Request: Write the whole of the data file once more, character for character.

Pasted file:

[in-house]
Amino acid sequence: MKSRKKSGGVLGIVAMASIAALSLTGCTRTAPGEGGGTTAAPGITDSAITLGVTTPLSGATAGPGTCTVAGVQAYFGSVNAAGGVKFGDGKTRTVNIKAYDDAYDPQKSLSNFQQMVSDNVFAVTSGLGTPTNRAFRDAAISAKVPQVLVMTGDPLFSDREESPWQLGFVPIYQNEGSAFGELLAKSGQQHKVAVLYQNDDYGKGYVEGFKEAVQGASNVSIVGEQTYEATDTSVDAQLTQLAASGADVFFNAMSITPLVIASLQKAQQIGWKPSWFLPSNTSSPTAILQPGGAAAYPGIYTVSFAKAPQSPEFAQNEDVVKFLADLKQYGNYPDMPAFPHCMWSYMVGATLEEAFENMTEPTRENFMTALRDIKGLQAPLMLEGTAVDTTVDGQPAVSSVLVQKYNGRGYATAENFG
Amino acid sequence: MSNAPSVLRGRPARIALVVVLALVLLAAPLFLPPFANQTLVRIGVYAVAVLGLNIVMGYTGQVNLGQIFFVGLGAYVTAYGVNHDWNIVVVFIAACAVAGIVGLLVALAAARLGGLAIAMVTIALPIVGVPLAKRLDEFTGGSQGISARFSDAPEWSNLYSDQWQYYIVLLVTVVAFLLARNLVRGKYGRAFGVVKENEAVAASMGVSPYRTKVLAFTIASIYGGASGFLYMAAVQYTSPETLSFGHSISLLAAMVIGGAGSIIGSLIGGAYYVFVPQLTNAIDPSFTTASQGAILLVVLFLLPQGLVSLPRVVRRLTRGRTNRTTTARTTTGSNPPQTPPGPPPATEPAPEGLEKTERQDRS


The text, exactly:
[in-house]
Amino acid sequence: MKSRKKSGGVLGIVAMASIAALSLTGCTRTAPGEGGGTTAAPGITDSAITLGVTTPLSGATAGPGTCTVAGVQAYFGSVNAAGGVKFGDGKTRTVNIKAYDDAYDPQKSLSNFQQMVSDNVFAVTSGLGTPTNRAFRDAAISAKVPQVLVMTGDPLFSDREESPWQLGFVPIYQNEGSAFGELLAKSGQQHKVAVLYQNDDYGKGYVEGFKEAVQGASNVSIVGEQTYEATDTSVDAQLTQLAASGADVFFNAMSITPLVIASLQKAQQIGWKPSWFLPSNTSSPTAILQPGGAAAYPGIYTVSFAKAPQSPEFAQNEDVVKFLADLKQYGNYPDMPAFPHCMWSYMVGATLEEAFENMTEPTRENFMTALRDIKGLQAPLMLEGTAVDTTVDGQPAVSSVLVQKYNGRGYATAENFG
Amino acid sequence: MSNAPSVLRGRPARIALVVVLALVLLAAPLFLPPFANQTLVRIGVYAVAVLGLNIVMGYTGQVNLGQIFFVGLGAYVTAYGVNHDWNIVVVFIAACAVAGIVGLLVALAAARLGGLAIAMVTIALPIVGVPLAKRLDEFTGGSQGISARFSDAPEWSNLYSDQWQYYIVLLVTVVAFLLARNLVRGKYGRAFGVVKENEAVAASMGVSPYRTKVLAFTIASIYGGASGFLYMAAVQYTSPETLSFGHSISLLAAMVIGGAGSIIGSLIGGAYYVFVPQLTNAIDPSFTTASQGAILLVVLFLLPQGLVSLPRVVRRLTRGRTNRTTTARTTTGSNPPQTPPGPPPATEPAPEGLEKTERQDRS